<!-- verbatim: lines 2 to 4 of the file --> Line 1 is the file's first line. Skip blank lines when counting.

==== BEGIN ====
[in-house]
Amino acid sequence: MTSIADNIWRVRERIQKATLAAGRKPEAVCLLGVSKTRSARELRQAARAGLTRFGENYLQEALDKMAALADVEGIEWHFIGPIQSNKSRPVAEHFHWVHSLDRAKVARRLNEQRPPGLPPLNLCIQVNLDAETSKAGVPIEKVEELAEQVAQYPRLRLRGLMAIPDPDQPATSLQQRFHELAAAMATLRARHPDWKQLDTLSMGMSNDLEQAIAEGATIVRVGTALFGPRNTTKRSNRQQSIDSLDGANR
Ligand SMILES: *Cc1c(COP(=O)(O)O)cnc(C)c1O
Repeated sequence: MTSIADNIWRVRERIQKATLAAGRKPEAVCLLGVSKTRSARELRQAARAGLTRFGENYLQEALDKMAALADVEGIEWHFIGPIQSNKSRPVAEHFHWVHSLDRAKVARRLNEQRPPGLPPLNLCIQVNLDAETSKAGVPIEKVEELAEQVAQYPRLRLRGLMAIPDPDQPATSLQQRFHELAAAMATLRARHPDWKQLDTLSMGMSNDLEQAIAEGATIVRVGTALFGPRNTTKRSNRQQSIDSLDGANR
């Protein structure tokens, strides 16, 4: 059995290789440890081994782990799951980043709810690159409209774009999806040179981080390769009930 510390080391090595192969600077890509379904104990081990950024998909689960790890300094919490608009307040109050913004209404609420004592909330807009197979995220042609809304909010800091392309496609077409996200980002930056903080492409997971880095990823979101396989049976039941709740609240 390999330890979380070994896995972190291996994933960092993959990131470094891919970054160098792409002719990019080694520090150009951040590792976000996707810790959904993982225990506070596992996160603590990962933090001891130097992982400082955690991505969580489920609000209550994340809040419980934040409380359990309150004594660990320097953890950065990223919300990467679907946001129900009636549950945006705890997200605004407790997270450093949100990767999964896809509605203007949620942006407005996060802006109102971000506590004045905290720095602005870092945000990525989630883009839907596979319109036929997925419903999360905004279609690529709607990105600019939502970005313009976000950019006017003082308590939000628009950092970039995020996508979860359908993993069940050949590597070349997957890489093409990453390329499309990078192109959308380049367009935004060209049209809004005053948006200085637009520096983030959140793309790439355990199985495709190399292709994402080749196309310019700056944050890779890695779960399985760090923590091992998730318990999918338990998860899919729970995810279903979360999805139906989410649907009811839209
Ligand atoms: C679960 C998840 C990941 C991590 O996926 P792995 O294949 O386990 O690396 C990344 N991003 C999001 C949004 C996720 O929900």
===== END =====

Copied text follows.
Amino acid sequence: MTSIADNIWRVRERIQKATLAAGRKPEAVCLLGVSKTRSARELRQAARAGLTRFGENYLQEALDKMAALADVEGIEWHFIGPIQSNKSRPVAEHFHWVHSLDRAKVARRLNEQRPPGLPPLNLCIQVNLDAETSKAGVPIEKVEELAEQVAQYPRLRLRGLMAIPDPDQPATSLQQRFHELAAAMATLRARHPDWKQLDTLSMGMSNDLEQAIAEGATIVRVGTALFGPRNTTKRSNRQQSIDSLDGANR
Ligand SMILES: *Cc1c(COP(=O)(O)O)cnc(C)c1O
Repeated sequence: MTSIADNIWRVRERIQKATLAAGRKPEAVCLLGVSKTRSARELRQAARAGLTRFGENYLQEALDKMAALADVEGIEWHFIGPIQSNKSRPVAEHFHWVHSLDRAKVARRLNEQRPPGLPPLNLCIQVNLDAETSKAGVPIEKVEELAEQVAQYPRLRLRGLMAIPDPDQPATSLQQRFHELAAAMATLRARHPDWKQLDTLSMGMSNDLEQAIAEGATIVRVGTALFGPRNTTKRSNRQQSIDSLDGANR